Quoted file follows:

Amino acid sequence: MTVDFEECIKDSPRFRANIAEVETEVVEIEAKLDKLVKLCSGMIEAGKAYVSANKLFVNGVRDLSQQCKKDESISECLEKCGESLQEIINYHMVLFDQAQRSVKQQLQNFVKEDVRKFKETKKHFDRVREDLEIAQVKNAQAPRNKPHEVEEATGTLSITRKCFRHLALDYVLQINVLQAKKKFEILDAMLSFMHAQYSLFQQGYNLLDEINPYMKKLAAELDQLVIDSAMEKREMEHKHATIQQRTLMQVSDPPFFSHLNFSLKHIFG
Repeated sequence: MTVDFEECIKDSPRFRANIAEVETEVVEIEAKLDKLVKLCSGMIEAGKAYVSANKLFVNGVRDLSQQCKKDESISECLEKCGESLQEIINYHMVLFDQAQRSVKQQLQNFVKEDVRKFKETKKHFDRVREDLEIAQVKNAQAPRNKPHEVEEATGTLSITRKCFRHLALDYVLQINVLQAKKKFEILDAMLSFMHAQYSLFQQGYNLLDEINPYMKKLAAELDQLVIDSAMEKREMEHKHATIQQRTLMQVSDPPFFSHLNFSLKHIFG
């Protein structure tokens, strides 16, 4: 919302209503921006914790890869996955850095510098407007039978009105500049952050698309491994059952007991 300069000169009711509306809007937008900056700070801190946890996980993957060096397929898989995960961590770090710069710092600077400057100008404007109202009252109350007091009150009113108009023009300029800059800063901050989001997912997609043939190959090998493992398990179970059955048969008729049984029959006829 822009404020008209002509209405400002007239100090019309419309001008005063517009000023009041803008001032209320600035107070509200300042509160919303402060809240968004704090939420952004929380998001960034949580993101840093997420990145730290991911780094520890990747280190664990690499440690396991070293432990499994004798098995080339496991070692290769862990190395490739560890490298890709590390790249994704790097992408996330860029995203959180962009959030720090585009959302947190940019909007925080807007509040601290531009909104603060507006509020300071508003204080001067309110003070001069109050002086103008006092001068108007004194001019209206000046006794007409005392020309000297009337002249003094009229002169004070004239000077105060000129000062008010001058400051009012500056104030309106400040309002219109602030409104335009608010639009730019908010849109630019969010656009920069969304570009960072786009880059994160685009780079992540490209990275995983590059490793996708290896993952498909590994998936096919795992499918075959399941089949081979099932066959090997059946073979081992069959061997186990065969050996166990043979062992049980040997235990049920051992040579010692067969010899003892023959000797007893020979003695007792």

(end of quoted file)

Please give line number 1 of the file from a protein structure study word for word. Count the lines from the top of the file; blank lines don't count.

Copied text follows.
Amino acid sequence: MTVDFEECIKDSPRFRANIAEVETEVVEIEAKLDKLVKLCSGMIEAGKAYVSANKLFVNGVRDLSQQCKKDESISECLEKCGESLQEIINYHMVLFDQAQRSVKQQLQNFVKEDVRKFKETKKHFDRVREDLEIAQVKNAQAPRNKPHEVEEATGTLSITRKCFRHLALDYVLQINVLQAKKKFEILDAMLSFMHAQYSLFQQGYNLLDEINPYMKKLAAELDQLVIDSAMEKREMEHKHATIQQRTLMQVSDPPFFSHLNFSLKHIFG